LOCAL RED CROSS PITCHED IN WHEN OHIO RIVER FLOODED.
Judy Goldman has been working with disaster victims for the Red Cross for 19 years, and last month she answered the call of duty again.
The San Fernando resident went to Cincinnati last month to help victims of the Ohio River floods. ``It's all about doing your part,'' she says. ``At times it can be difficult being away from your family, but I realize how much it helps others.''
Goldman worked in family services and handled welfare inquiries for disaster victims in southern Ohio, northern Kentucky and Indiana.
Susanne Boston, a Tarzana native, was awakened at 7 a.m. Feb. 8 by Red Cross officials who needed her in Kentucky. She is one of 24 Rapid Response Corps members who were there to aid families in need as a result of the Southeast tornadoes.
``I had just returned from the Northern California floods,'' she said, ``but when duty calls ...'' Boston, a University of California, San Diego graduate, is in her second year with the American Red Cross.
Hollywood has also expressed its commitment.
Academy Award winner Billy Bob Thornton (``Sling Blade'') and others wore royal-blue ribbons for the Oscars telecast and post-awards parties as a sign of solidarity with the flood and tornado victims and their families.
To date, officials say the tornadoes and floods have affected as many as 25,000 families. Red Cross relief efforts are estimated to cost more than $13 million.
You too can join Goldman, Boston and members of the Hollywood community in helping the victims of these and other disasters, by calling (800) HELP-NOW (800) 435-7669 or (800) 257-7575 (Spanish).
You also can contribute to the American Red Cross Disaster Relief Fund by sending a check to your local Red Cross chapter or to the American Red Cross, P.O. Box 37243, Washington, DC 20013. Internet users can get more information about Red Cross disaster activities and make a secure on-line credit-card contribution by visiting the American Red Cross World Wide Web site at http://www.redcross.org.
Cal State Northridge will host a daylong seminar to explore violence against women Thursday. School officials say politicians, professional advocates and community activists will be on hand to talk about rape, domestic abuse, poverty, discrimination and substandard job conditions.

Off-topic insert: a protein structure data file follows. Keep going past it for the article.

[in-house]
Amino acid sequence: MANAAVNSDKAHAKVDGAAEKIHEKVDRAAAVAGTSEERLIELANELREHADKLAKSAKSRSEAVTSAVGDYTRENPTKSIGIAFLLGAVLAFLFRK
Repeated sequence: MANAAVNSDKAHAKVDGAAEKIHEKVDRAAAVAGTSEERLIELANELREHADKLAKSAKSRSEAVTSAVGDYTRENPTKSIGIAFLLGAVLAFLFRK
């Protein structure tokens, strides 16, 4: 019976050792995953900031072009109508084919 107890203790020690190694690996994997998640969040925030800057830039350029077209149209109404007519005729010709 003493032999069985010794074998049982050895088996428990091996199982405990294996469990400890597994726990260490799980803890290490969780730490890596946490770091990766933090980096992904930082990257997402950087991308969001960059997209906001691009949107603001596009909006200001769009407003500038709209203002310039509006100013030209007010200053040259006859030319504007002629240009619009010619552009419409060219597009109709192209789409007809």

The conference, which will feature workshops and the showing of ``The Clothesline Project,'' an international collection of T-shirts decorated by survivors of domestic violence, will begin at 8 a.m. at the Student Union on the east side of the campus.
Local students will vie for the crown of top speller at the Daily News Annual Spelling Bee at Taft High School in Woodland Hills on Saturday.
Forty-one middle school students from the Los Angeles Unified School District and outlying areas will compete in the Regional Spelling Bee, with the winner going to the national competition in Washington, D.C.
The spelling bee will begin at 10 a.m. and will be taped for ESPN, which will broadcast the contest in May.
Imagine asking students to create their own school and describe what they would teach and how they would teach it. Disney and the Just Think Foundation are doing that in sponsoring a contest that will send four teams of students from the United States to the International Children's Summit, to be held June 9-13 at Disneyland Paris.
There, they will join nearly 600 students from more than 40 countries to participate in workshops and brainstorming sessions to discuss issues that affect children globally, say officials of Children's Summit and the Just Think Foundation.
For entry information and complete rules about the U.S. Children's Summit Contest, call (800) 728-0430 or visit the Children's Summit Web sites at www.disney.com or www.justthink.org.
Photo: Susanne Boston, left, and Judy Goldman, at the Red Cross offices in Van Nuys, recently aided Ohio River flood victims.
Phil McCarten/Daily News